The titular Luca (voiced by Jacob Tremblay) is an underwater sea creature/monster who lives off the coast of Italy with his overprotective mother (Maya Rudolph), clueless father (Jim Gaffigan), and spunky grandmother (Sandy Martin). That these standard-issue Pixar archetypes are found within this particular film shouldn’t come as much of a surprise (nor should the mother’s dump truck ass, which is inexplicably becoming a staple image in the studio’s films). Luca desperately wants to break free from the boredom of his routine life and experience living on land, as his kind are blessed with the ability to take on human form the moment they step out of the water. Luca soon gets his wish upon meeting Alberto (Jack Dylan Grazer), a fellow sea creature who has taken up encampment on the shore as he anxiously awaits the return of his father. Together, the two try out this being human thing, eventually making their way to the local village of Portorosso where they meet spirited free-thinker and adrenaline junkie Giulia (Emma Berman). Together, the trio decide to enter the village’s annual triathlon, which involves swimming, pasta eating, and bike riding. Luca and Alberto want to take the prize money and buy a Vespa, an item that the boys view as their personal ticket to freedom. (It would need to be fact-checked, but it seems fairly safe to say that no film has ever been as obsessed with Vespas as Luca, and yes, that includes Roman Holiday.) But as shit begins to really hit the fan narratively, this plot quirk at least results in the film’s best, wisest bit of dialogue: “You don’t understand!” “You’re right, I don’t. Risking your life…for a Vespa?”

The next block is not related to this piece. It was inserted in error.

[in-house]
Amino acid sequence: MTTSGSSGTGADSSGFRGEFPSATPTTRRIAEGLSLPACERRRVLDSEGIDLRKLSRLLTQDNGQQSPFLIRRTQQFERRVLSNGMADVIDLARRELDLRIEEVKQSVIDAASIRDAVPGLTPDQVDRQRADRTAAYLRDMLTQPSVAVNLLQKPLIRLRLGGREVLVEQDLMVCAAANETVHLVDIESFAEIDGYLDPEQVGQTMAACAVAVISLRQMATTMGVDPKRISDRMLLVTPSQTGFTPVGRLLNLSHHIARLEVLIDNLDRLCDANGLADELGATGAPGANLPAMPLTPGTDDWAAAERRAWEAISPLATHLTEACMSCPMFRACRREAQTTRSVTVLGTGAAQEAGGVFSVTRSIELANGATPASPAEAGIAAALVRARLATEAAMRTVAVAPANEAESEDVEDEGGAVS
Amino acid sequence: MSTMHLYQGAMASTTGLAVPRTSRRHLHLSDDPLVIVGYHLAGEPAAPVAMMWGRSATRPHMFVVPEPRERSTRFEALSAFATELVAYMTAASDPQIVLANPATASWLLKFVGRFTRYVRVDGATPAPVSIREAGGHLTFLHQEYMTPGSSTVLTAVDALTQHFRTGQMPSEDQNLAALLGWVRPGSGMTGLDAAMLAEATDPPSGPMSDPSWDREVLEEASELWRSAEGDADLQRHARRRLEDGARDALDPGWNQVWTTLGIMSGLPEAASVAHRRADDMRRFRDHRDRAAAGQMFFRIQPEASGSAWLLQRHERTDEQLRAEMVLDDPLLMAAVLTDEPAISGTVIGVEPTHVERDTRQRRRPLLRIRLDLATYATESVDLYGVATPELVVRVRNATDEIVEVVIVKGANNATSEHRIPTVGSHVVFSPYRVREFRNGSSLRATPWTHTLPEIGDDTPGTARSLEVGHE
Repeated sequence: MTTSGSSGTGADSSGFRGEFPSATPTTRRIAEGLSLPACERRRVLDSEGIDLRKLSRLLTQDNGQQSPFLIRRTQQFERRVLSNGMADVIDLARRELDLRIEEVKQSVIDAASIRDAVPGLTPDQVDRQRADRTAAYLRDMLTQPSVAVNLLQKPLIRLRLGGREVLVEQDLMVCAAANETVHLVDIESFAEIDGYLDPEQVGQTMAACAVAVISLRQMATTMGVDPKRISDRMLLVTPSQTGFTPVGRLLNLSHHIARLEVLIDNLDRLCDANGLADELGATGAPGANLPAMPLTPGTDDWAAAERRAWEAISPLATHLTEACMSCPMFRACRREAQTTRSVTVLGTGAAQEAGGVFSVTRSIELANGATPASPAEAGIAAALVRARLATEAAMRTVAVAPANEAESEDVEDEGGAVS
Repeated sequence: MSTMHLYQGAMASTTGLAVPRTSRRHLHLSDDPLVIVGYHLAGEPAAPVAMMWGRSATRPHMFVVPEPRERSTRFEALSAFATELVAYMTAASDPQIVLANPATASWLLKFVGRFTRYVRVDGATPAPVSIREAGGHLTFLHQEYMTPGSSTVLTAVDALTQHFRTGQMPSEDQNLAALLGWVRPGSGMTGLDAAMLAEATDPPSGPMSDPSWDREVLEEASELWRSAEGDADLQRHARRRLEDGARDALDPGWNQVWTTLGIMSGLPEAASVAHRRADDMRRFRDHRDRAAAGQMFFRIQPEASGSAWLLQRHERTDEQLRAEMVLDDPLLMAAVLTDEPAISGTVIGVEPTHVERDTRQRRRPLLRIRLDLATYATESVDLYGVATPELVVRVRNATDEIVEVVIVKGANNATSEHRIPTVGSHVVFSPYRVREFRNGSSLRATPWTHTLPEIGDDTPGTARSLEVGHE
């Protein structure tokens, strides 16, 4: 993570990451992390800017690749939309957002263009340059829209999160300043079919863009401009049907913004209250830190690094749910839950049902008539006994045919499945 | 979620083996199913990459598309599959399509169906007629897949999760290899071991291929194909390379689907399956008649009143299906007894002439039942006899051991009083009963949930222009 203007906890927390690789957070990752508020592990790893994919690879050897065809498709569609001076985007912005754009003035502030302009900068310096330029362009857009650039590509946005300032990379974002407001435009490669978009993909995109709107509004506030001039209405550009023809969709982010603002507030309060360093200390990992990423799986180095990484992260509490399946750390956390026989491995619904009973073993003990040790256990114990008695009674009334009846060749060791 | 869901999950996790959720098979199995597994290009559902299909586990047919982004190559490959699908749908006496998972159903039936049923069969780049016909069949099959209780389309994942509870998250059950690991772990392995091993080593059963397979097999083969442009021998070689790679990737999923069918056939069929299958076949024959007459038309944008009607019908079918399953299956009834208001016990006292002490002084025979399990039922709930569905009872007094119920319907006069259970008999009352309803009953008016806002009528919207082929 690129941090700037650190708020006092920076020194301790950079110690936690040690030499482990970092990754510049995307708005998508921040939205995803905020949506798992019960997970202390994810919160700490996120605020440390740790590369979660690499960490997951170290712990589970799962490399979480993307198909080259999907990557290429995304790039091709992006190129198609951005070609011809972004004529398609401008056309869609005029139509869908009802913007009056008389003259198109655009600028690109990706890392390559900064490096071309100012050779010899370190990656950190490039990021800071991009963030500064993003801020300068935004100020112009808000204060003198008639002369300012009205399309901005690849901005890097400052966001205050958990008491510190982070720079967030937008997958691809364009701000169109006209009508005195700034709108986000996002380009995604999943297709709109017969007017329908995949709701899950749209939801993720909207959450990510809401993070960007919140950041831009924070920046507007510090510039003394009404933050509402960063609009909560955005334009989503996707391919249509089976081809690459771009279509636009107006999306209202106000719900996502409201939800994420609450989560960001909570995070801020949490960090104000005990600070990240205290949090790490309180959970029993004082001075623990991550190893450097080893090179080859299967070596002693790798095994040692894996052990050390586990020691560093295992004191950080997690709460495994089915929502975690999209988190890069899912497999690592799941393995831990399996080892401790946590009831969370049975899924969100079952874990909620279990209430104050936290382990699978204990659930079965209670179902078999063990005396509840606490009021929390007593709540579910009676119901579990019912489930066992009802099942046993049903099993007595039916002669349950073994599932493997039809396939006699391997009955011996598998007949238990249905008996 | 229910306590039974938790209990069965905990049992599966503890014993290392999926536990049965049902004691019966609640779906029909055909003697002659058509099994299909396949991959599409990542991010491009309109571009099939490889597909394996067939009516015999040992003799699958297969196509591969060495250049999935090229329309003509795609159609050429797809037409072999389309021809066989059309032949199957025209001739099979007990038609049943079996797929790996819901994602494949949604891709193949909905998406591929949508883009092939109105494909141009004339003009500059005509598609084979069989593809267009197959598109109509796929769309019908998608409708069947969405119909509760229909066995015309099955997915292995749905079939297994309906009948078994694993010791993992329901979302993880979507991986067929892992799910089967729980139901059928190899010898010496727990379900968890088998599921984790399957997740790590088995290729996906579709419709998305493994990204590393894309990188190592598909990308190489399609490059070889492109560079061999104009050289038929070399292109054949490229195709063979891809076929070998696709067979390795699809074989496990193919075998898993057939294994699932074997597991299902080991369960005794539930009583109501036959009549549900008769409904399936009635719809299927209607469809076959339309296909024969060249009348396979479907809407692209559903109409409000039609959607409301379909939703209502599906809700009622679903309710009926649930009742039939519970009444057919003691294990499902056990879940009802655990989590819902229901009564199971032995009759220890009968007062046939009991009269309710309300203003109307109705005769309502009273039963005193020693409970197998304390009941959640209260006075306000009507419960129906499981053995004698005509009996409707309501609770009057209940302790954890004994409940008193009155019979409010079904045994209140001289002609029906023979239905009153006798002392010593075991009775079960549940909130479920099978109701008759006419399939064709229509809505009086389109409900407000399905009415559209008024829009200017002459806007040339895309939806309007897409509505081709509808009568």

That all leads into a necessary discussion of Ercole (Saverio Raimondo), the Vespa-riding villain of Luca. Ercole is a seemingly middle-aged man who pretends to be sixteen each year so he can participate in the Portorosso Triathlon — which is open only to children — and win the prize money. Ercole has two ten-year-old boys who constantly hang out with him, acting as his minions, one of whom always carries a giant submarine sandwich in case Ercole ever gets hungry. Ercole hates the elusive sea creatures and wants to capture and kill one of them. At one point, he and his little buddies even get into a tussle with some oars while in a rowboat, the film briefly threatening to become Purple Noon. If the past few sentences didn’t make it clear, Ercole is easily one of the most idiosyncratic and greatest baddies ever to grace a Pixar film. He’s an absolute boon for the film, but the pro/con of his utterly strange presence is that it only serves to highlight the pure boilerplate character of everyone and everything else in Luca.